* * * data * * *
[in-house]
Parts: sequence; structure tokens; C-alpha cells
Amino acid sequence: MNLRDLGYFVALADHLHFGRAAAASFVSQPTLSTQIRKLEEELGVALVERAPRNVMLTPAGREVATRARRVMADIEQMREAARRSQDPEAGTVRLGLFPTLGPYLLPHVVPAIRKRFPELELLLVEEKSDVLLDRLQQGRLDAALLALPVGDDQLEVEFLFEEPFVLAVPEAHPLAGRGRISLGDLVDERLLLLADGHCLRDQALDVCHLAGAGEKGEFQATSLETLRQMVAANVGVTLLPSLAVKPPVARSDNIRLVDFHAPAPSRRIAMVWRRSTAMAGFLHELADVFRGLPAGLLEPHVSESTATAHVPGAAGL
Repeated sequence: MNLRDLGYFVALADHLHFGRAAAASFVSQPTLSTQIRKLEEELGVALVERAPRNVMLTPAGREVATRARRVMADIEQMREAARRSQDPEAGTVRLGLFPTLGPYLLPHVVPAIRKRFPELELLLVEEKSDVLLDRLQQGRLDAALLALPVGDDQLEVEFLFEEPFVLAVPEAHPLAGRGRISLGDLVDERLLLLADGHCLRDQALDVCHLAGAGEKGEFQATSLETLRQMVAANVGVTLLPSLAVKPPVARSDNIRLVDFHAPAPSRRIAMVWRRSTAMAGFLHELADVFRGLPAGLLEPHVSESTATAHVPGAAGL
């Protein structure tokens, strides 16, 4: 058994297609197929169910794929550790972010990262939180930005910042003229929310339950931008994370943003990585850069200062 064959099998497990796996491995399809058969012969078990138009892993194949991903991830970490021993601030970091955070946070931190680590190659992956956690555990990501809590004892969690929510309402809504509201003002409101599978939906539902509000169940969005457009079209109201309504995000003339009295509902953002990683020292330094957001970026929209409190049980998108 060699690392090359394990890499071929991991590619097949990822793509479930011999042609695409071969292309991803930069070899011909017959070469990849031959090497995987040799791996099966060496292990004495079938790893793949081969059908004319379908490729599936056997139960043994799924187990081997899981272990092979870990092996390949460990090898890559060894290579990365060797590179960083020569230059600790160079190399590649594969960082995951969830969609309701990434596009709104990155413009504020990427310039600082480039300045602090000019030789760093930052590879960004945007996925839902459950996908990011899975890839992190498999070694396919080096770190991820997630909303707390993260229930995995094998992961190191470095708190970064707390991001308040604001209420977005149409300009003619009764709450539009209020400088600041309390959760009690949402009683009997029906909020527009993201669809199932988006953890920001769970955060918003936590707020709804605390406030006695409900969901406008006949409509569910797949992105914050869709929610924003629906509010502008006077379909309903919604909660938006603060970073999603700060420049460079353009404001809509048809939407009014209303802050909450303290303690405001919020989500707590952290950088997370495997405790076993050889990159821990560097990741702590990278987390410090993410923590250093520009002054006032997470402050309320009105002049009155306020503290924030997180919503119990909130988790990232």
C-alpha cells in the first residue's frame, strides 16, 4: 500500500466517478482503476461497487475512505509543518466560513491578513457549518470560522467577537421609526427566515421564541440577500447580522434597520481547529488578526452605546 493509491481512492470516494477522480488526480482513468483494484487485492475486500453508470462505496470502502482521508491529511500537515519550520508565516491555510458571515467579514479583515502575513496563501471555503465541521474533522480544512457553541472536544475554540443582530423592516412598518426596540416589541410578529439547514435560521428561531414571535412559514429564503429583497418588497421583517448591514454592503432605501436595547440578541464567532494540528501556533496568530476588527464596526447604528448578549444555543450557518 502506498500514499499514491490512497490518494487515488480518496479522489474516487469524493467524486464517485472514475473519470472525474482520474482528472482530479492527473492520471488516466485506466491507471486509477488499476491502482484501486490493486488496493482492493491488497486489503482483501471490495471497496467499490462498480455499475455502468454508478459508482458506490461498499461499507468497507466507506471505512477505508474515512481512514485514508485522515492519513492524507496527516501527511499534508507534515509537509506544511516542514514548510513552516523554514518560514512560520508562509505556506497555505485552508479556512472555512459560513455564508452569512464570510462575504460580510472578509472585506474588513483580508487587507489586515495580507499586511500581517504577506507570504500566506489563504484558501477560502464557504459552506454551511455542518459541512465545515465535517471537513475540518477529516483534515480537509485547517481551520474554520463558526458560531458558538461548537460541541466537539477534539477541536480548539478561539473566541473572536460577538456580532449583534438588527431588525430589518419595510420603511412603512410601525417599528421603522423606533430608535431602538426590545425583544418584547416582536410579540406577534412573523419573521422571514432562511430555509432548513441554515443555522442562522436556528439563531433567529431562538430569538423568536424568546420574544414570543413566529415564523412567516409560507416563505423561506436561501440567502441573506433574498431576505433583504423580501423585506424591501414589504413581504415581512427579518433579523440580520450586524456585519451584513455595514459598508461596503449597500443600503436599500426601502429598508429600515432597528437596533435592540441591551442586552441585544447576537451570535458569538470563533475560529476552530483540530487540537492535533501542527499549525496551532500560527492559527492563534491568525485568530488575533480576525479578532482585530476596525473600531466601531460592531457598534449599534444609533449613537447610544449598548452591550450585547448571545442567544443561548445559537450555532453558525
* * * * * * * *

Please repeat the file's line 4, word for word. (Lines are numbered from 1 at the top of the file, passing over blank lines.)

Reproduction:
Repeated sequence: MNLRDLGYFVALADHLHFGRAAAASFVSQPTLSTQIRKLEEELGVALVERAPRNVMLTPAGREVATRARRVMADIEQMREAARRSQDPEAGTVRLGLFPTLGPYLLPHVVPAIRKRFPELELLLVEEKSDVLLDRLQQGRLDAALLALPVGDDQLEVEFLFEEPFVLAVPEAHPLAGRGRISLGDLVDERLLLLADGHCLRDQALDVCHLAGAGEKGEFQATSLETLRQMVAANVGVTLLPSLAVKPPVARSDNIRLVDFHAPAPSRRIAMVWRRSTAMAGFLHELADVFRGLPAGLLEPHVSESTATAHVPGAAGL